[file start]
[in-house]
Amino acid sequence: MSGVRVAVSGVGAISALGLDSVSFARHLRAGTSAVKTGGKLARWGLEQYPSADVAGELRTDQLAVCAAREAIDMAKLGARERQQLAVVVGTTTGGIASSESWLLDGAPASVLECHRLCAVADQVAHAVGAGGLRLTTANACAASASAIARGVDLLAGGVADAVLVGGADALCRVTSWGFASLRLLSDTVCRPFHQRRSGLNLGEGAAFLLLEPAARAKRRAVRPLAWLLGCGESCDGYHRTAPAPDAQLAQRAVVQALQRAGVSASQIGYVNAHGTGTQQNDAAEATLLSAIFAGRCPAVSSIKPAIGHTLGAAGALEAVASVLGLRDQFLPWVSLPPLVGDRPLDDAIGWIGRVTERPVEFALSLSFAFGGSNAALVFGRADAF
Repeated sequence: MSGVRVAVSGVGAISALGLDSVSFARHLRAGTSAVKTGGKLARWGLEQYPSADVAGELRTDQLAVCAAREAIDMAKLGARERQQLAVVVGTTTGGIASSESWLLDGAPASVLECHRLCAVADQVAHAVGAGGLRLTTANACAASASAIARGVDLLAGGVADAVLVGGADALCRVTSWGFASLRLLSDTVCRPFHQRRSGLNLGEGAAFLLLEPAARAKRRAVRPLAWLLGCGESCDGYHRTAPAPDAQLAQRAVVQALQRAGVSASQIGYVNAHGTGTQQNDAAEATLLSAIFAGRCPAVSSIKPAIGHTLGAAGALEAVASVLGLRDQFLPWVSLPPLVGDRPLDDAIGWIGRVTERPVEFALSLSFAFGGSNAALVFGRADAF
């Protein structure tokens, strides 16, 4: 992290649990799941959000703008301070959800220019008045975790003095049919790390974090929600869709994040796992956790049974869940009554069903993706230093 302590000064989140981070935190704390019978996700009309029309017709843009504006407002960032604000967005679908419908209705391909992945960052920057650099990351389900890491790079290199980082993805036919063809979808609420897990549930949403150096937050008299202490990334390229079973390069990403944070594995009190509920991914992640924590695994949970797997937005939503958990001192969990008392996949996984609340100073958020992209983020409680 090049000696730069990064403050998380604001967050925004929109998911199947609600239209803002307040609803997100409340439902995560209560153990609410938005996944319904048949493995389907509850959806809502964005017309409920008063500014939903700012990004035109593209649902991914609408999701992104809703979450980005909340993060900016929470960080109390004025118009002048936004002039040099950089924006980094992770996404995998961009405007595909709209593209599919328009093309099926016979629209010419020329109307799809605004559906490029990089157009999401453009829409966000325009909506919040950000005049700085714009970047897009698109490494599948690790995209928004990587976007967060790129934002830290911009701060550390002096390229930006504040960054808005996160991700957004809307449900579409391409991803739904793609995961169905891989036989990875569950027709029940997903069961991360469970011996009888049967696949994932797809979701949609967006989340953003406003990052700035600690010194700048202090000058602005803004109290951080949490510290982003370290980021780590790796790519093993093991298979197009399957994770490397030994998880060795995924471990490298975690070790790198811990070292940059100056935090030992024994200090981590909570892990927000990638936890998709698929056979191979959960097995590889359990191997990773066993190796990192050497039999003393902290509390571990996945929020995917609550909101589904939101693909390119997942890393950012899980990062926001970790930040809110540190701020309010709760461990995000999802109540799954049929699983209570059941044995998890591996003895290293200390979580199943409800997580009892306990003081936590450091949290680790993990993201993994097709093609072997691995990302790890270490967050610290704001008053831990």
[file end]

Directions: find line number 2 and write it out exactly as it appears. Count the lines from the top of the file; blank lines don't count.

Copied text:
Amino acid sequence: MSGVRVAVSGVGAISALGLDSVSFARHLRAGTSAVKTGGKLARWGLEQYPSADVAGELRTDQLAVCAAREAIDMAKLGARERQQLAVVVGTTTGGIASSESWLLDGAPASVLECHRLCAVADQVAHAVGAGGLRLTTANACAASASAIARGVDLLAGGVADAVLVGGADALCRVTSWGFASLRLLSDTVCRPFHQRRSGLNLGEGAAFLLLEPAARAKRRAVRPLAWLLGCGESCDGYHRTAPAPDAQLAQRAVVQALQRAGVSASQIGYVNAHGTGTQQNDAAEATLLSAIFAGRCPAVSSIKPAIGHTLGAAGALEAVASVLGLRDQFLPWVSLPPLVGDRPLDDAIGWIGRVTERPVEFALSLSFAFGGSNAALVFGRADAF